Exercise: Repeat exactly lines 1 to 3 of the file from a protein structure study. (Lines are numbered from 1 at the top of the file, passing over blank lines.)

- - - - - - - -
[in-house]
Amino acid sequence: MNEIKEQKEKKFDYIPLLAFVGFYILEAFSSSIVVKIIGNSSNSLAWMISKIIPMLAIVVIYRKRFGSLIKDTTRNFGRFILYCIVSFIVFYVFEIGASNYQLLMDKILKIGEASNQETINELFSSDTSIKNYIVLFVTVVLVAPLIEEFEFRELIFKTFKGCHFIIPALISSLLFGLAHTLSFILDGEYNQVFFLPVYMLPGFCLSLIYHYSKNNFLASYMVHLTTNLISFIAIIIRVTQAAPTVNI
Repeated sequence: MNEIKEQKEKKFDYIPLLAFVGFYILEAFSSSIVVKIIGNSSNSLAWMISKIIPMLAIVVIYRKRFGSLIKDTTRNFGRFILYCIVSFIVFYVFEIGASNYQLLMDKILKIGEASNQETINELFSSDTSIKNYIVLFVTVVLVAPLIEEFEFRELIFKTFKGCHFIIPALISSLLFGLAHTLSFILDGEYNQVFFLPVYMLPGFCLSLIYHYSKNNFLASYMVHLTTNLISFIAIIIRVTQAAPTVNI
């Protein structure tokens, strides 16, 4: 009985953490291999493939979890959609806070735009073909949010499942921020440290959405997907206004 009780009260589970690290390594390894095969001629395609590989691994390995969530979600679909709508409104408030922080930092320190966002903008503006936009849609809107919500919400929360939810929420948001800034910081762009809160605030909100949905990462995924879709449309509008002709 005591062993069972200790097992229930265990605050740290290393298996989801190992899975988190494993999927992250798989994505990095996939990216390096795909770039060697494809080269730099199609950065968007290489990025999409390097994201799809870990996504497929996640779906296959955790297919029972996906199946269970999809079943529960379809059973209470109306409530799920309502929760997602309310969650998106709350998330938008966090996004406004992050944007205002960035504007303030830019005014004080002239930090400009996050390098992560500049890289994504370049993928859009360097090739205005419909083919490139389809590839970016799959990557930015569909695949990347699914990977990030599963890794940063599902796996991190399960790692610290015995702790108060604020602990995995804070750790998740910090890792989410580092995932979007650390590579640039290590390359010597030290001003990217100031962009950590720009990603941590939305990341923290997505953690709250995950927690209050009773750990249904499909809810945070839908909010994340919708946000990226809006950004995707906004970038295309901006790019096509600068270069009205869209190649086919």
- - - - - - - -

[in-house]
Amino acid sequence: MNEIKEQKEKKFDYIPLLAFVGFYILEAFSSSIVVKIIGNSSNSLAWMISKIIPMLAIVVIYRKRFGSLIKDTTRNFGRFILYCIVSFIVFYVFEIGASNYQLLMDKILKIGEASNQETINELFSSDTSIKNYIVLFVTVVLVAPLIEEFEFRELIFKTFKGCHFIIPALISSLLFGLAHTLSFILDGEYNQVFFLPVYMLPGFCLSLIYHYSKNNFLASYMVHLTTNLISFIAIIIRVTQAAPTVNI
Repeated sequence: MNEIKEQKEKKFDYIPLLAFVGFYILEAFSSSIVVKIIGNSSNSLAWMISKIIPMLAIVVIYRKRFGSLIKDTTRNFGRFILYCIVSFIVFYVFEIGASNYQLLMDKILKIGEASNQETINELFSSDTSIKNYIVLFVTVVLVAPLIEEFEFRELIFKTFKGCHFIIPALISSLLFGLAHTLSFILDGEYNQVFFLPVYMLPGFCLSLIYHYSKNNFLASYMVHLTTNLISFIAIIIRVTQAAPTVNI